However, state tax revenues continue to fall, the federal government is about to turn off the money spigot to state governments and Georgia is still leaking jobs. Under these conditions, the promises that Barnes is making to teachers will be impossible to keep for at least two budget cycles and probably a lot longer.

In fact, you have to wonder about the reaction of Georgians who are sitting at home, worried about their jobs and mortgages, watching Barnes on TV promising to use their tax money to give …

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Flush with $1.8 trillion, corporate America sits on the sidelines

From the Washington Post:

Corporate America is hoarding a massive pile of cash. It just doesn’t want to spend it hiring anyone.

Nonfinancial companies are sitting on $1.8 trillion in cash, roughly one-quarter more than at the beginning of the recession. And as several major firms report impressive earnings this week, the money continues to flow into firms’ coffers.

Yet all the good news from big business hasn’t translated into much promise for jobless Americans, leading many to wonder: If corporations are sitting on so much money, why aren’t they hiring more workers?

The answer to that question has become a political flash point between the White House and big business groups such as the U.S. Chamber of Commerce, which held a jobs summit Wednesday and accused the Obama administration of dumping onerous regulations on businesses. That has created an environment of “uncertainty,” which is causing firms to hold back on hiring as the unemployment rate has hovered near 10 percent, …

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Handel: From Log Cabin Republican to a ban on gay adoption

Doug Richards of Channel 11 interviewed GOP gubernatorial candidate Karen Handel on the issue of outlawing gay adoption. Here’s how it went:

Q: Frequently, folks in the Legislature kind of threaten to — there are always rumblings in the legislature that they may outlaw gay adoptions. You’re against gay adoption.

A: I am against gay adoption. But remember — I mean, if there is legislation on that, certainly I will follow that and look at it. But in the end, ultimately courts are going to be the ones to have to make the decision on that and it’s always in the best interests of the child. Do I think that gay parents is in the best interest of the child? No. But we do have our court system that deals with many and most of those issues.

Q: Would you favor outlawing gay adoptions?

A: Yeah, I would consider that, absolutely.

Q: Do you know any gay couples with children?

A: Not that I’m aware of.

Set aside — at least for a moment — the needless cruelty and even hate that would drive …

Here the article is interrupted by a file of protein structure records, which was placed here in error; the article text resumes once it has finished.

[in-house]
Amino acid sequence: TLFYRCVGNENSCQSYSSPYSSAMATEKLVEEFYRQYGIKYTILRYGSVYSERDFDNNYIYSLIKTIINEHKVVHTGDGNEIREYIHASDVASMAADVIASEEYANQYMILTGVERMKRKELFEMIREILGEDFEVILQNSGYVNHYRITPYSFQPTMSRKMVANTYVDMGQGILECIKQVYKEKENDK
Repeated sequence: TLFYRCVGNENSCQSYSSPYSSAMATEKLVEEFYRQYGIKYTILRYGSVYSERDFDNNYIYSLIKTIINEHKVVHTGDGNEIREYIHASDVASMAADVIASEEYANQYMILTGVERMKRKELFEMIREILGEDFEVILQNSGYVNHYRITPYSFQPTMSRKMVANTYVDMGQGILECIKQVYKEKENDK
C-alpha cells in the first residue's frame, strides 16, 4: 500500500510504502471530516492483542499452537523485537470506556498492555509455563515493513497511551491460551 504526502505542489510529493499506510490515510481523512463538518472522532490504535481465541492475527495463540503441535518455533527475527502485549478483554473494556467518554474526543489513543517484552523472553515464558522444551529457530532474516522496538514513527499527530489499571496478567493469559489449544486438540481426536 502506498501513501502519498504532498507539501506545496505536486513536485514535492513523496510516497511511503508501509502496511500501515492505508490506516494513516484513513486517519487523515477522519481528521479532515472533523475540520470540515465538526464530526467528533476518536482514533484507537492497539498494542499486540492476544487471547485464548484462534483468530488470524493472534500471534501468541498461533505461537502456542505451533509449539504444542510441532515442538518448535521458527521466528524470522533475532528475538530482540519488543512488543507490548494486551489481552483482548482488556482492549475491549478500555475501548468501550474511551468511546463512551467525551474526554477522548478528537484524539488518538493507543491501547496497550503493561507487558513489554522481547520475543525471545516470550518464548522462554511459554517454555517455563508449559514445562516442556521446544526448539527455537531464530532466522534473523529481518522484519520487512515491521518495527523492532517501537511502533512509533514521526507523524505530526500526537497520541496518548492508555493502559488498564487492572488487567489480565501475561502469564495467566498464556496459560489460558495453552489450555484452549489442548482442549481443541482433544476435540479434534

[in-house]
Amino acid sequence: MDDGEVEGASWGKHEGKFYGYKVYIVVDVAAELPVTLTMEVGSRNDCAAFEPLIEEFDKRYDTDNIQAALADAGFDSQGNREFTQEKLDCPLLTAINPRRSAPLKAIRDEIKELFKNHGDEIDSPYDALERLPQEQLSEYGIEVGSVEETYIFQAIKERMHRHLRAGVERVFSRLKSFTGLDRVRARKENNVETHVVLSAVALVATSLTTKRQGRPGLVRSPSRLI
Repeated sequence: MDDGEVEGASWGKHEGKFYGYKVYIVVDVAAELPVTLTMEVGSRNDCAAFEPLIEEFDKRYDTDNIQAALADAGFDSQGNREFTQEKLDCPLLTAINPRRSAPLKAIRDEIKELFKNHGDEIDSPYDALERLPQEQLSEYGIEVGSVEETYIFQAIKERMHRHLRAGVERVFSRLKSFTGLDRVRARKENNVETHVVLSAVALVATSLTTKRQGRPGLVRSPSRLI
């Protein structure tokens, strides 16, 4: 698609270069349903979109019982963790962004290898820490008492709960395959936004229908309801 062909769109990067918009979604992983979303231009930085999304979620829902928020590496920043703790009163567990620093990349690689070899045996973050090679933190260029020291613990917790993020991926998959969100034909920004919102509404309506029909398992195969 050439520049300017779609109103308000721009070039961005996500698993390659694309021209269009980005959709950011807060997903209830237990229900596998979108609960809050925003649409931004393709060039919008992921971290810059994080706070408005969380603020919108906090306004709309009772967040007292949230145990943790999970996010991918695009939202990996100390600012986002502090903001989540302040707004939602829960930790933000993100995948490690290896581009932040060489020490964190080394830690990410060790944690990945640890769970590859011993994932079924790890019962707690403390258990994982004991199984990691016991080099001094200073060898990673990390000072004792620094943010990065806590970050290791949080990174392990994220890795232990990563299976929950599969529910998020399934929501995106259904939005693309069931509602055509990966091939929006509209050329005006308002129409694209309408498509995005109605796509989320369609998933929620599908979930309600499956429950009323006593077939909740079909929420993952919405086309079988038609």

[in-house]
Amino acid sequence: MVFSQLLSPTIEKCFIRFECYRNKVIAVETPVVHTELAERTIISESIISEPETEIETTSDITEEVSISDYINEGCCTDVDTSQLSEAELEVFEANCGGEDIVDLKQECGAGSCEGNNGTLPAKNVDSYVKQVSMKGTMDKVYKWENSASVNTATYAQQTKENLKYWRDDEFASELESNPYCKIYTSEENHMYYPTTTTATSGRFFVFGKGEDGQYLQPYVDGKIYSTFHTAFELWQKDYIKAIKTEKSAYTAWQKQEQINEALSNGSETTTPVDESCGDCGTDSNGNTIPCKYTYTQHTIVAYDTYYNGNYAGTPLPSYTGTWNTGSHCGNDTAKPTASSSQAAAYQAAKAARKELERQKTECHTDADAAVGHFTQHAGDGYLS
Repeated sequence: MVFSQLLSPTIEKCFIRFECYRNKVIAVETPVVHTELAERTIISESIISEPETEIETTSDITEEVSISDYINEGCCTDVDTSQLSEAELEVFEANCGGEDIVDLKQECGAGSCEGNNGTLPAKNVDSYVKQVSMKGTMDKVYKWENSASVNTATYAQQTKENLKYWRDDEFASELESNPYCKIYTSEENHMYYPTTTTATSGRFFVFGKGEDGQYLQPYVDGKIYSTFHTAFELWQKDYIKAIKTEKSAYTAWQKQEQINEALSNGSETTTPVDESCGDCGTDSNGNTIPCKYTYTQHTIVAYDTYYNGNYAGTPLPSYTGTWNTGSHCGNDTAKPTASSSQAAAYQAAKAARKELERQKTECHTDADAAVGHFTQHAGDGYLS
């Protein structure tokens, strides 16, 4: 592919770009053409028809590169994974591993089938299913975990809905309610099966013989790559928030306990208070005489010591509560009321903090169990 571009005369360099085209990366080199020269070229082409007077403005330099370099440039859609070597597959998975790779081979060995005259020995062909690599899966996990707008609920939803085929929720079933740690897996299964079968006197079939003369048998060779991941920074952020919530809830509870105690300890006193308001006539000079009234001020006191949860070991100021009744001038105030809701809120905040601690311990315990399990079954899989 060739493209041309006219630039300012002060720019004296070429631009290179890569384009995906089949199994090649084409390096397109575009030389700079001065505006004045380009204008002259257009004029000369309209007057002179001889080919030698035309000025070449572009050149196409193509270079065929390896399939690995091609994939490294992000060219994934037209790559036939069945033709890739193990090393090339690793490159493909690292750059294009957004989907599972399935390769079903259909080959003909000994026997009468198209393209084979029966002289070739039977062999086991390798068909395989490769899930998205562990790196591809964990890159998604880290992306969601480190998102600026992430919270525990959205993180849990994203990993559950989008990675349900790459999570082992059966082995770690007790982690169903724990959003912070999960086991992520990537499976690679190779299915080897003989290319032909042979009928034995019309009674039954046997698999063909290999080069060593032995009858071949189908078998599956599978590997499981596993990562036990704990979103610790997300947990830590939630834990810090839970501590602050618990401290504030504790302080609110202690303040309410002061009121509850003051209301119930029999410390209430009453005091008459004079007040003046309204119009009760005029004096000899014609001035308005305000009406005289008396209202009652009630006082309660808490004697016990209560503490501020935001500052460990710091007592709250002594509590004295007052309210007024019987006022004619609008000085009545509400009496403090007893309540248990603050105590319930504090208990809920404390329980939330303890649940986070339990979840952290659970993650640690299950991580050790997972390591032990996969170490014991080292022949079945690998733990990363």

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Jobless benefits likely to feature in Ga.’s U.S. Senate race

From Henry Unger’s Biz Beat blog at the AJC:

“Georgia’s job market is showing signs of renewed deterioration,” state Labor Commissioner Michael Thurmond said in a statement. “A sharp increase in the number of discouraged workers, rising long-term unemployment, increased new layoffs, and anemic job growth suggests that the fledgling economic recovery may be losing steam.”

The decline in the unemployment rate from 10.1 percent in May occurred largely because Georgia’s labor force shrunk by 17,953 in June, as long-term unemployed workers lost hope for finding new jobs, the labor department said. This is the largest monthly decline since May 2001.

In June, there were 230,000 long-term unemployed Georgians — those who have been out of work for 27 weeks or longer. This represents an increase of 117 percent from a year ago. The long-term unemployed now account for 49 percent of the 469,022 jobless workers in Georgia, the labor department said.

Meanwhile, Johnny Isakson and Saxby …

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No help for the jobless, but $3.4 trillion for tax cuts

Congressional Republicans continue to claim that extending unemployment benefits to jobless Americans will add too much to the deficit, and thus must be “paid for,” while simultaneously claiming that extending the Bush tax cuts will somehow NOT add to the deficit.

U.S. Sen. Jon Kyl of Arizona made that argument on Fox News Sunday, and other Republican leaders are confirming it.

But the problem is, they know better.

Earlier this year, though, U.S. Rep. Paul Ryan, the top budget wonk among House Republicans, asked the nonpartisan Congressional Budget Office to project what would happen to the deficit if we extended the Bush tax cuts that are otherwise due to expire in 2010 and also adjusted the Alternative Minimum Tax for inflation.

Contrary to Kyl, McConnell and others, the CBO reported that such steps would slash federal revenue and increase the debt by a cumulative $3.4 trillion between now and 2020.

Three point four trillion dollars.

To put that into perspective, the $35 …